Until I arrived at the Yukon River that is, fifty-six miles and fifty-one minutes later.



    <a href="http://s1235.photobucket.com/albums/ff439/Z_HARSH/ALASKA/?action=view&amp;current=P1030597.jpg" target="_blank"><img src="http://i1235.photobucket.com/albums/ff439/Z_HARSH/ALASKA/P1030597.jpg" border="0" alt="Photobucket"></a>




    Well, I pulled over for one picture and then took a couple more while riding.



    <a href="http://s1235.photobucket.com/albums/ff439/Z_HARSH/ALASKA/?action=view&amp;current=P1030598.jpg" target="_blank"><img src="http://i1235.photobucket.com/albums/ff439/Z_HARSH/ALASKA/P1030598.jpg" border="0" alt="Photobucket"></a>









    <a href="http://s1235.photobucket.com/albums/ff439/Z_HARSH/ALASKA/?action=view&amp;current=P1030601.jpg" target="_blank"><img src="http://i1235.photobucket.com/albums/ff439/Z_HARSH/ALASKA/P1030601.jpg" border="0" alt="Photobucket"></a>


    After putting over the long wooden bridge, I stopped in to the little truck stop and figured I should probably gas up. It felt nice to stretch the legs a little too. But, daylight was burning and I rolled on.






    And rolled, and rolled, and rolled.







    Passing semi trucks at 70 or so (112kmh) is a little exciting, when their 18 wheels throw marble and bigger sized rocks at you. I just ducked behind the wind shield and twisted the throttle some more. The ping..........ping........ping....ping, ping off he bike was not good, but, I figured better it than me. Honestly, I was a little surprised that no lenses were shattered in the process.





    I couldn't worry about that though, I had to keep hammering it, I had miles to cover.







    Then, way sooner than I thought, I was there. There at my goal of the day; The Arctic Circle. But.......it didn't feel any different?


    <a href="http://s1235.photobucket.com/albums/ff439/Z_HARSH/ALASKA/?action=view&amp;current=P1030602.jpg" target="_blank"><img src="http://i1235.photobucket.com/albums/ff439/Z_HARSH/ALASKA/P1030602.jpg" border="0" alt="Photobucket"></a>




    I sat there in the saddle for a bit, relaxing and stretching out my back. Soon after I arrived, a bus full of tourists showed up and killed it though. Funny how that happens, and I had some deciding to do.




    I had made my goal, technically I could turn around at any time, I was going to have to sooner or later. I had to get back to the Rat. But, it was only a quarter to one and there was plenty of daylight left, even thought you could feel winter right around the corner.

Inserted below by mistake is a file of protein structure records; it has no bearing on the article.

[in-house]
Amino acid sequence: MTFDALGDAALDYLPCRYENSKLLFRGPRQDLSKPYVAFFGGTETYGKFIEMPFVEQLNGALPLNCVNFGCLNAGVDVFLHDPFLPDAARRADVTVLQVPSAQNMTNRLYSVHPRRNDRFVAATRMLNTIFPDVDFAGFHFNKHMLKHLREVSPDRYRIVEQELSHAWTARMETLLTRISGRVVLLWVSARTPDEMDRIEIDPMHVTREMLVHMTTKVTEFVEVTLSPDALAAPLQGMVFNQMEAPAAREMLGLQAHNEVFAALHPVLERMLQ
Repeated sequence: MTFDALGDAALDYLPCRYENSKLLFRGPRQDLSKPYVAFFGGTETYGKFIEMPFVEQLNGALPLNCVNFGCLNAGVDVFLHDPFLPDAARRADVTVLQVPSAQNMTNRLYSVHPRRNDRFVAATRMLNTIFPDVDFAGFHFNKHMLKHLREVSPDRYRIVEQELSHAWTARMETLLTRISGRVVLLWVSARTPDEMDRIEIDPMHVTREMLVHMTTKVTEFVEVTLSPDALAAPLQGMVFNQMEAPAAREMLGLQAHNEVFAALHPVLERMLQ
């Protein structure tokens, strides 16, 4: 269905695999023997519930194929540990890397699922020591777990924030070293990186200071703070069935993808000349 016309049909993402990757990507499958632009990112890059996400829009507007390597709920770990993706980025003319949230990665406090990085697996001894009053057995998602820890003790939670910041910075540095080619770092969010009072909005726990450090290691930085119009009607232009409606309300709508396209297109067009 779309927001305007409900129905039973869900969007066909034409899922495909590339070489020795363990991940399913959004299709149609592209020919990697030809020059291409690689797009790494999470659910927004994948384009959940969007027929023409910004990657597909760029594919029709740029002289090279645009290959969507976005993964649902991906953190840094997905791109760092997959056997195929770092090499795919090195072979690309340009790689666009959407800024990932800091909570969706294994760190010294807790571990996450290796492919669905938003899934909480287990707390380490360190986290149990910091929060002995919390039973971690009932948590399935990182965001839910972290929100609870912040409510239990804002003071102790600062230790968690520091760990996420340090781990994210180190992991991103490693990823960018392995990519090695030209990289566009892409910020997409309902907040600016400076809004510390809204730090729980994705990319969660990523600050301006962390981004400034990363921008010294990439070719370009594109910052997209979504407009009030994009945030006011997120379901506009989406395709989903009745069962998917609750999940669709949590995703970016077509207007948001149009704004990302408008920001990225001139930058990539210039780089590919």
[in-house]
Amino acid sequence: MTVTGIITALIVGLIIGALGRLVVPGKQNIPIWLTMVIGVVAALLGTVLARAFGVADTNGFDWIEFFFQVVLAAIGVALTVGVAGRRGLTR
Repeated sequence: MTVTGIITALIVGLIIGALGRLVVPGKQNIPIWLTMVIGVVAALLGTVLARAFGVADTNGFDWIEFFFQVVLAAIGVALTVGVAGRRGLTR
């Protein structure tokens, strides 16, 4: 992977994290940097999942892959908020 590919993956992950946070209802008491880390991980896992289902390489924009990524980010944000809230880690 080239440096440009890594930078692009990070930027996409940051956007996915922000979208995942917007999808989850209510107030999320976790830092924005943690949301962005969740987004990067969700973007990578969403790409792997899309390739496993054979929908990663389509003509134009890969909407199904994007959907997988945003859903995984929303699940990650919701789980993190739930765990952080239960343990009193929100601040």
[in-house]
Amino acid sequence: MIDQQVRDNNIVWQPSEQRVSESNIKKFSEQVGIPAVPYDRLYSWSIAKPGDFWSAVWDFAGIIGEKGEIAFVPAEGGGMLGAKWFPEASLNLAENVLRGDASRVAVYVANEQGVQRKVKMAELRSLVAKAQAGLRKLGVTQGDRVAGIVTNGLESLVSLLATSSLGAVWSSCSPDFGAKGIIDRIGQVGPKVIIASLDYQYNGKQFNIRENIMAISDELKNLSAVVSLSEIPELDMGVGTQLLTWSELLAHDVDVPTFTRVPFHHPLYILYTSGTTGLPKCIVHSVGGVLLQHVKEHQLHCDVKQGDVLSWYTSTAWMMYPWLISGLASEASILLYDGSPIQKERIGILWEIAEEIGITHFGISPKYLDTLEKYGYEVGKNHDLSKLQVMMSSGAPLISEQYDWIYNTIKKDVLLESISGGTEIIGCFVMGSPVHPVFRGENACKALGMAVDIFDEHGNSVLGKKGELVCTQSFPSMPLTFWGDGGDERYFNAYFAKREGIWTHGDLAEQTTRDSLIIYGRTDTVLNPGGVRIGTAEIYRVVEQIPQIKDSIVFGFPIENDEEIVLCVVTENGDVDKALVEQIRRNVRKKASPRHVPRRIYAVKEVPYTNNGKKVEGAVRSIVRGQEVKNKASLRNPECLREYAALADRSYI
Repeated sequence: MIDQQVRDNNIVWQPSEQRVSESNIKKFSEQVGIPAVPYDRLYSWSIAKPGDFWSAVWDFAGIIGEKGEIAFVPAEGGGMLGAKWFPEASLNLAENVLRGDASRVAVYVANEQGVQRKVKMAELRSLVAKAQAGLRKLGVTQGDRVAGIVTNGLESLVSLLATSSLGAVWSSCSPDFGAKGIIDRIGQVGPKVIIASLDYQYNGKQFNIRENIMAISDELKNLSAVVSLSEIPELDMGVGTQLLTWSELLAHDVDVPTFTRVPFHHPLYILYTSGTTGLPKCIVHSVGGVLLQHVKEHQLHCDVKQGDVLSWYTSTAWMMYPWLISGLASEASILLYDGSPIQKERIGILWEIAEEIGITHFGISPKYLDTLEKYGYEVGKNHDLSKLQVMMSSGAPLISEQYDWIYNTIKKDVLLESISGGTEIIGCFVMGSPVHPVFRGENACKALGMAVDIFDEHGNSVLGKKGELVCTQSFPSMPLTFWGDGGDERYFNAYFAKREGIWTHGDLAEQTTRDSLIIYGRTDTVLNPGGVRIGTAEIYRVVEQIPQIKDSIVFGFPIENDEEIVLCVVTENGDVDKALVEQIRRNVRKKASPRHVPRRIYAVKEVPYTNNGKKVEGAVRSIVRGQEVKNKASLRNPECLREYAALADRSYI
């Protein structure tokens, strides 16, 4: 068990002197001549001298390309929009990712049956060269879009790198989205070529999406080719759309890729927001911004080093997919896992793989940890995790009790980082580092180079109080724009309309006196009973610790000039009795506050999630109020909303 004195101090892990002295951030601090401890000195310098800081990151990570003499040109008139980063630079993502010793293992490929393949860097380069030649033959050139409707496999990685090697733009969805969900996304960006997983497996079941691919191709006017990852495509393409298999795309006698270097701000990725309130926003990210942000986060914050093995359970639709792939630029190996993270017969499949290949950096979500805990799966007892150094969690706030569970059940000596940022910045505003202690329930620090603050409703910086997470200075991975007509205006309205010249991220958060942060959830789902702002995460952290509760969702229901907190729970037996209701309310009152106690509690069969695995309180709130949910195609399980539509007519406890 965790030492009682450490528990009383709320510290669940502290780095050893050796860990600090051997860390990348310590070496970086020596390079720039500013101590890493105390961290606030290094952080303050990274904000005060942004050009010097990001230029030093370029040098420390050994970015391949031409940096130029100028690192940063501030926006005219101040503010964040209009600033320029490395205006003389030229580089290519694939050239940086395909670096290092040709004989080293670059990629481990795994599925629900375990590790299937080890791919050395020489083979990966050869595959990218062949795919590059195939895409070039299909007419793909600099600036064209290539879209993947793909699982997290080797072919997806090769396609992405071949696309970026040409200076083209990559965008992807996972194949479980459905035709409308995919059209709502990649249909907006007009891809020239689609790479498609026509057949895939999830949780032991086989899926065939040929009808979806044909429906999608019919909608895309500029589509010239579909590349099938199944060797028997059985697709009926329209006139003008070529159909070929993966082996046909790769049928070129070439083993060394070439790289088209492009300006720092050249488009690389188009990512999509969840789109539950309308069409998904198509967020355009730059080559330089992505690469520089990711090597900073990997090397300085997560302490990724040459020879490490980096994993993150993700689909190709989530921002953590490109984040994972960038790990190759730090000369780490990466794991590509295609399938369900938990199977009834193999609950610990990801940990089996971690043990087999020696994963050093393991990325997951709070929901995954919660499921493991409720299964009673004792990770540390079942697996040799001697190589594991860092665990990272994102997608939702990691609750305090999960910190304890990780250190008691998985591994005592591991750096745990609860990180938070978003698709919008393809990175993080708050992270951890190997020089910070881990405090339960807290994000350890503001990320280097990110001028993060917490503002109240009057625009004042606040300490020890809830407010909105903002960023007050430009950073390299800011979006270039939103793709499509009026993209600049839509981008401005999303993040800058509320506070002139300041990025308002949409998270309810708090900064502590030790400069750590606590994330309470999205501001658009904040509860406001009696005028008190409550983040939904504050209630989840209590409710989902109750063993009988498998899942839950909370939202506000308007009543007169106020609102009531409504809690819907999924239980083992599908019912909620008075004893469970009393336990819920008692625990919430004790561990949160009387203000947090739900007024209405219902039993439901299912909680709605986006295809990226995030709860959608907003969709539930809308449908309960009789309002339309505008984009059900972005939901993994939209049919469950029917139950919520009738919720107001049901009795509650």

10. dave6253

    dave6253 GCBAR Explorer

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  11. WaywardSon

    WaywardSon Long timer

    Joined:
    Nov 19, 2006
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    Somewhere East of Omaha....
    Late to the party for sure. Just found the thread and still on page 5, but had to chime in. Hell of a job on the report and your images are as good as any on here...cheap point and shoot or not. The Panasonic Lumix is an incredible camera for the money...hard to beat a Leica lens. However, there comes a point when the man holding it has to take some credit:deal

    Nice job........carry on, I'll catch up:D

    Thanks for taking the time.............John
  12. Z_HARSH

    Z_HARSH Like margarine?

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    Dave, thanks for hanging in there, it takes a little longer whey you actually try and write.

    WaywardSon, glad you found it, I guess I do alright on occasion with the camera:D
  13. Z_HARSH

    Z_HARSH Like margarine?

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    I sat there, surrounded by plump touristies snapping pictures, pondering my options. Really, it wasn't hard. The day was still young and I wasn't done yet. So, with a light tap on the starter button she fired up and I was on my way.



    I figured that Coldfoot wasn't too much further so I might as well check it out.